She said too often another frequently contributing risk factor is a stigma attached to seeking treatment for depression and substance abuse.
“We have to offer people hope, and let them know that we don’t look at these issues as if they’re character flaws,” Givens said.
The current economic climate has taken hope from people who are already battling depression and substance abuse, said Givens.
“Unemployment, home foreclosures and the economy contribute to the risk [of suicide] particularly in those that are already vulnerable,” she explained. “This can leave them feeling isolated and hopeless.”
Maj. Robert Bender, commander of the Mount Vernon branch of The Salvation Army, believes it is up to members of the community to begin breaking down those walls of isolation which can separate individuals from neighbors.
“I remember as a kid, neighbors did watch out for each other,” Bender said. “I think we’ve goy to start tearing down those walls and start checking on each other as neighbors.”
Danville Police Chief Monte Vance, who is also an ordained minister, emphasized the importance a single interaction can have in the life of someone who is on the brink of giving up.
“There may be 50 people who drive by and don’t stop,” Vance said. “Are we going to be that one? The one who shows compassion?”
Refraining from judgment and instead, taking a moment to listen, could be the quiet gesture which carries someone in crisis through one more day.
“It’s the simplest little thing,” Vance said.
He urged people to remember “it’s up to all of us to support one another because we are not in this alone.”
“We’ve all faced struggles in our life,” he said.
Dodie Melvin, executive director of Mental Health America of Knox County, said it hurts the entire community when its members quietly grow hopeless while others race by and ignore their suffering.
“We walk by somebody and put our heads down,” Melvin said. “But it only takes a second to ask how someone is doing and take the time to listen. That’s what we need to do more of.”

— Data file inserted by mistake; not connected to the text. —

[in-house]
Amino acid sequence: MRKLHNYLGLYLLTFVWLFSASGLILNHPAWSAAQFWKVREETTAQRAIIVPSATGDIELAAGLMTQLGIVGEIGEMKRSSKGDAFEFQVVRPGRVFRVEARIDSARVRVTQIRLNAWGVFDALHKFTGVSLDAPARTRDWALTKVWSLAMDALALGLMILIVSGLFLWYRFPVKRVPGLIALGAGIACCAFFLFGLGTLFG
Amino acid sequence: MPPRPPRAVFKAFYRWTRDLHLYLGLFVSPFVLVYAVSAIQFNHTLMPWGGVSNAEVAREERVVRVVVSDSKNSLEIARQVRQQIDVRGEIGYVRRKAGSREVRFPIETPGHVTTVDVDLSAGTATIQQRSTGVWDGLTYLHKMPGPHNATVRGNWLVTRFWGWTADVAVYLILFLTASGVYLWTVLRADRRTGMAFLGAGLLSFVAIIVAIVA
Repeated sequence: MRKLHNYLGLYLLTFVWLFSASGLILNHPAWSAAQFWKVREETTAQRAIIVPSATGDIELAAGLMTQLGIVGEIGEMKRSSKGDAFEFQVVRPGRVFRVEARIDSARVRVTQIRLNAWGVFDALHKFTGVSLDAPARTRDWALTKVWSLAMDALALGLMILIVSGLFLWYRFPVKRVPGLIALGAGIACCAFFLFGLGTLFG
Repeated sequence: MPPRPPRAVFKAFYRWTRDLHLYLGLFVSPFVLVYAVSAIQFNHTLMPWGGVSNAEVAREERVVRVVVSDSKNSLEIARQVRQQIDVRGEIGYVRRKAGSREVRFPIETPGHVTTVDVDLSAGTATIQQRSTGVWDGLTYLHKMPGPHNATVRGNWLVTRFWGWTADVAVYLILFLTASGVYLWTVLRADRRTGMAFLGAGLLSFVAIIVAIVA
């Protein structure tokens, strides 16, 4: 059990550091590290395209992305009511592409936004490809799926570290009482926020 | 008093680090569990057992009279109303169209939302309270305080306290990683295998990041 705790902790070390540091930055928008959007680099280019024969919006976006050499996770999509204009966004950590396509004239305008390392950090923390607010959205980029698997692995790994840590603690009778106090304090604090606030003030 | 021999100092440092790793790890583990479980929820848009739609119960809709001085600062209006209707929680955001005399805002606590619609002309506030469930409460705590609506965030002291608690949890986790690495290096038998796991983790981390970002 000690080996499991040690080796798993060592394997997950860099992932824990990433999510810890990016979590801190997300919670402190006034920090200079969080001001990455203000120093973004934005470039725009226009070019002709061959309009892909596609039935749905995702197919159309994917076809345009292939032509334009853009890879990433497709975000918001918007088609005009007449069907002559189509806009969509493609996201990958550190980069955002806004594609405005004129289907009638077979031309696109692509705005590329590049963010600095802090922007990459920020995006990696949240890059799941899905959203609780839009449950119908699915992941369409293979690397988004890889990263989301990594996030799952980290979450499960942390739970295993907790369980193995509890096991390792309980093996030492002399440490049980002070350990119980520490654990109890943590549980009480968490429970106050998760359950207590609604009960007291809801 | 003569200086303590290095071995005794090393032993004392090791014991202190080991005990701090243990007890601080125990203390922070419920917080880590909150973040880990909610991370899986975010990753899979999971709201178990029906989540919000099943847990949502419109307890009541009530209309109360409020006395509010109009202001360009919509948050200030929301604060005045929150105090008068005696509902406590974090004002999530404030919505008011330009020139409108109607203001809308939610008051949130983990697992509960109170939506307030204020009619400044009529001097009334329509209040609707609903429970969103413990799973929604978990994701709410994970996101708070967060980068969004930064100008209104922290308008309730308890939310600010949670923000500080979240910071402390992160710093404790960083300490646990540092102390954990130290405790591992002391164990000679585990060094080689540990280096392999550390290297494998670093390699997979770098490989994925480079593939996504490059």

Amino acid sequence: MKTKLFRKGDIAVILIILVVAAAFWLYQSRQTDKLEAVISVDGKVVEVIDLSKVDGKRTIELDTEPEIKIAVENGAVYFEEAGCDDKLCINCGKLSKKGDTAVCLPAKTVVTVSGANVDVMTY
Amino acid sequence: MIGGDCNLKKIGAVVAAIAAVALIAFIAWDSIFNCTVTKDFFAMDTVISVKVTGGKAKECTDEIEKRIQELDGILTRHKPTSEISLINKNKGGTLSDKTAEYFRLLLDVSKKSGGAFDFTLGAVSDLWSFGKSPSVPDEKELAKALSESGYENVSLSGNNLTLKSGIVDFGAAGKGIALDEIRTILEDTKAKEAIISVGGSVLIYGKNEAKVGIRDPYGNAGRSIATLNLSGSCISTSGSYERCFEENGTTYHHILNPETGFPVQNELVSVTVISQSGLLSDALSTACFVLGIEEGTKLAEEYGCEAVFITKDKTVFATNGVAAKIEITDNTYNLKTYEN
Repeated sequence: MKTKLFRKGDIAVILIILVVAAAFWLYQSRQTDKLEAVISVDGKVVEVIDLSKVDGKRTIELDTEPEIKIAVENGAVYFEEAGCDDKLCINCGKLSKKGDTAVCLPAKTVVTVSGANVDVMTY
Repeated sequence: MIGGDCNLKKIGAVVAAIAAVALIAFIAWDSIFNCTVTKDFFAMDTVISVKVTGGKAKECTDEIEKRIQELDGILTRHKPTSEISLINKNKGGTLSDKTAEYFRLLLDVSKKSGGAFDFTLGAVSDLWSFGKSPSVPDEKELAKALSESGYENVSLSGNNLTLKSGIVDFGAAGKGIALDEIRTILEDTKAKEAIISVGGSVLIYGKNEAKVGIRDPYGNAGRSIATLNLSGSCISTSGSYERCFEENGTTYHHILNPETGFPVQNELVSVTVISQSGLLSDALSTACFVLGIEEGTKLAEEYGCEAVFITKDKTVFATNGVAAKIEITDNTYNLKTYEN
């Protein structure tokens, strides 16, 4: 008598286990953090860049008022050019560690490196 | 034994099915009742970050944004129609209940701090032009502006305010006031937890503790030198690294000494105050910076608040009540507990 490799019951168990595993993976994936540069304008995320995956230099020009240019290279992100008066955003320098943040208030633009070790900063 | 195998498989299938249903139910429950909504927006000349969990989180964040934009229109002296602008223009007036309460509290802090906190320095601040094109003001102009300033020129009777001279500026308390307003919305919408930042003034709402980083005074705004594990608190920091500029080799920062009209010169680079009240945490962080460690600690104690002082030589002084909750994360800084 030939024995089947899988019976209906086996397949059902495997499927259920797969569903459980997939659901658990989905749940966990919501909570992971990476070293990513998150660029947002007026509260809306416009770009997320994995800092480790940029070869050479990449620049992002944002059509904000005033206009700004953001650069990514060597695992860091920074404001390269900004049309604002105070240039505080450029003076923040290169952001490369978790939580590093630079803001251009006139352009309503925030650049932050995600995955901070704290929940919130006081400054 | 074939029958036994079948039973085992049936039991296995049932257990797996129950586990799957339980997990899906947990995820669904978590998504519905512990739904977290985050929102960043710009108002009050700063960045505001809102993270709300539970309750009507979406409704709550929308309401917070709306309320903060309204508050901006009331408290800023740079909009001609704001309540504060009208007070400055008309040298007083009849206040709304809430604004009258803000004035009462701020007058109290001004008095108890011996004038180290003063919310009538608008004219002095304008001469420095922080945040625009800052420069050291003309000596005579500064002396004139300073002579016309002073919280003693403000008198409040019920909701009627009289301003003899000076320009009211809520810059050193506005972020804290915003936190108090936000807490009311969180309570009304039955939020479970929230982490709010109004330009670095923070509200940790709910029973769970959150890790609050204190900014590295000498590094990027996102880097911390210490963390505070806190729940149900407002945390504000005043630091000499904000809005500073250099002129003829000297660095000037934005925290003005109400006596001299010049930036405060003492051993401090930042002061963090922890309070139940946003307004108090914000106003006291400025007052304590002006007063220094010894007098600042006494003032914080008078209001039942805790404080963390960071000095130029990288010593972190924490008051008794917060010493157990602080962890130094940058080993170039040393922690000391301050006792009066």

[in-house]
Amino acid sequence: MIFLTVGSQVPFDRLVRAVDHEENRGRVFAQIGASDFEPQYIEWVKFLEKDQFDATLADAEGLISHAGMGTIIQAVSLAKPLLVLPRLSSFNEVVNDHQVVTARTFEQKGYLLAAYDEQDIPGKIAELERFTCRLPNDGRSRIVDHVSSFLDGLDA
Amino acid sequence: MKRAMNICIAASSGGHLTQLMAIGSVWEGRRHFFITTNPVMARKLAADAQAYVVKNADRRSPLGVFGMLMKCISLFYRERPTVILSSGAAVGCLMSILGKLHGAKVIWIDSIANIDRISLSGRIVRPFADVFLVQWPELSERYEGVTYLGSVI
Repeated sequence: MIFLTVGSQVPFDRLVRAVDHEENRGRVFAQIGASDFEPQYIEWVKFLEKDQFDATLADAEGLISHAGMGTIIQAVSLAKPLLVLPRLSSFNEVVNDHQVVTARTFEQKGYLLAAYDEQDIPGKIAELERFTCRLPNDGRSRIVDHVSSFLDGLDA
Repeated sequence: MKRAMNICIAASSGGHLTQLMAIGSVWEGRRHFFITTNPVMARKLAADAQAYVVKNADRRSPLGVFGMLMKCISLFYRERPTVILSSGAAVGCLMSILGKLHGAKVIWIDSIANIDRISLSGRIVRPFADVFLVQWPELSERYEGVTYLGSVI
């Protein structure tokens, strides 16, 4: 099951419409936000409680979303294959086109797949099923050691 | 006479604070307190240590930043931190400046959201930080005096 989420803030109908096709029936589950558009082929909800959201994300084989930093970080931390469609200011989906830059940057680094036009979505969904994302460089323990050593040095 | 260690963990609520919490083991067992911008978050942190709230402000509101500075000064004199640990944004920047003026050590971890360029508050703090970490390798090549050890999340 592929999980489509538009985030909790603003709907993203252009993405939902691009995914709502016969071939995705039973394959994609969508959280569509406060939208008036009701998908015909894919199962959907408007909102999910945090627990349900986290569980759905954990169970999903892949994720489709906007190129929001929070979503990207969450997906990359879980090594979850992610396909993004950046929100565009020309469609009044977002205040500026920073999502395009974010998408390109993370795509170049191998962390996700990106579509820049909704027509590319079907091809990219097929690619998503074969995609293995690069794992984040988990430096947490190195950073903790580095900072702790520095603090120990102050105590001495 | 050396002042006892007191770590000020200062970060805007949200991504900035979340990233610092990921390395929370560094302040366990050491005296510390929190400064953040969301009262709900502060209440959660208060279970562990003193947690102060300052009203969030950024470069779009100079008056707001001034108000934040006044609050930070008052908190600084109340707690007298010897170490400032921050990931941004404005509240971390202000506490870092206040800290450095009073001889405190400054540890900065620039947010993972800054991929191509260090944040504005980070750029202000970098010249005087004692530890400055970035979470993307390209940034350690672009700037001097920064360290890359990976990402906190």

Givens said while Ohio moves toward a more accurate statewide reporting system to track actual suicide statistics and trends, professionals and community members alike need to focus their energies on awareness and intervention — two of the goals of the new Knox County Suicide Prevention Coalition.
“The important piece to this is recognizing that treatment works, and that we have to help people get into the care that they are needing,” Givens said.
She said every member of the community has a role to play in supporting our neighbors.
“It’s important that all of us recognize the value we add to the community,” Givens said.
Agapi-Gilligan agreed, and issued an open invitation.
“Anyone who has an interest, personal experience, or a heart for this topic is welcome to be a part of developing a community support strategy,” she said.
It is hoped the conversations regarding suicide and suicide prevention which began this week will grow and continue.
“This is an issue that for generations has floated under the radar screen,” Agapi-Gilligan said. “We don’t want to think about or talk about the topic of suicide. It’s fraught with stigma and it needs to be brought into the light.”